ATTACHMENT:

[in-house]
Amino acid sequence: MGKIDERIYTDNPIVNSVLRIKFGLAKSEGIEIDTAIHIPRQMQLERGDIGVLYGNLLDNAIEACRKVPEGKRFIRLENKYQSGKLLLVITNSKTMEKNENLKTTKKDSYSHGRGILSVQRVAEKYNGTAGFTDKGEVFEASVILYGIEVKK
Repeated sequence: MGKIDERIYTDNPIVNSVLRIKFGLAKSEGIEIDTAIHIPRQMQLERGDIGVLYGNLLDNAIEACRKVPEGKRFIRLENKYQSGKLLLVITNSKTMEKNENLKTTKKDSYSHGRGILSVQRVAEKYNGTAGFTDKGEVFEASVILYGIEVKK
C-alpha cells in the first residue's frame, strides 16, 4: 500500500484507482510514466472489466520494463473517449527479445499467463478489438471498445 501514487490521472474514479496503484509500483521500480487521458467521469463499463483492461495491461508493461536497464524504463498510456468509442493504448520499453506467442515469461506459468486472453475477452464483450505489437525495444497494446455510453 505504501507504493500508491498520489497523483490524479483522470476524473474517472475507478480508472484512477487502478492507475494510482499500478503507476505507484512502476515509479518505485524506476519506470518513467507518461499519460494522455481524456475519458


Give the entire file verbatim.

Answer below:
[in-house]
Amino acid sequence: MGKIDERIYTDNPIVNSVLRIKFGLAKSEGIEIDTAIHIPRQMQLERGDIGVLYGNLLDNAIEACRKVPEGKRFIRLENKYQSGKLLLVITNSKTMEKNENLKTTKKDSYSHGRGILSVQRVAEKYNGTAGFTDKGEVFEASVILYGIEVKK
Repeated sequence: MGKIDERIYTDNPIVNSVLRIKFGLAKSEGIEIDTAIHIPRQMQLERGDIGVLYGNLLDNAIEACRKVPEGKRFIRLENKYQSGKLLLVITNSKTMEKNENLKTTKKDSYSHGRGILSVQRVAEKYNGTAGFTDKGEVFEASVILYGIEVKK
C-alpha cells in the first residue's frame, strides 16, 4: 500500500484507482510514466472489466520494463473517449527479445499467463478489438471498445 501514487490521472474514479496503484509500483521500480487521458467521469463499463483492461495491461508493461536497464524504463498510456468509442493504448520499453506467442515469461506459468486472453475477452464483450505489437525495444497494446455510453 505504501507504493500508491498520489497523483490524479483522470476524473474517472475507478480508472484512477487502478492507475494510482499500478503507476505507484512502476515509479518505485524506476519506470518513467507518461499519460494522455481524456475519458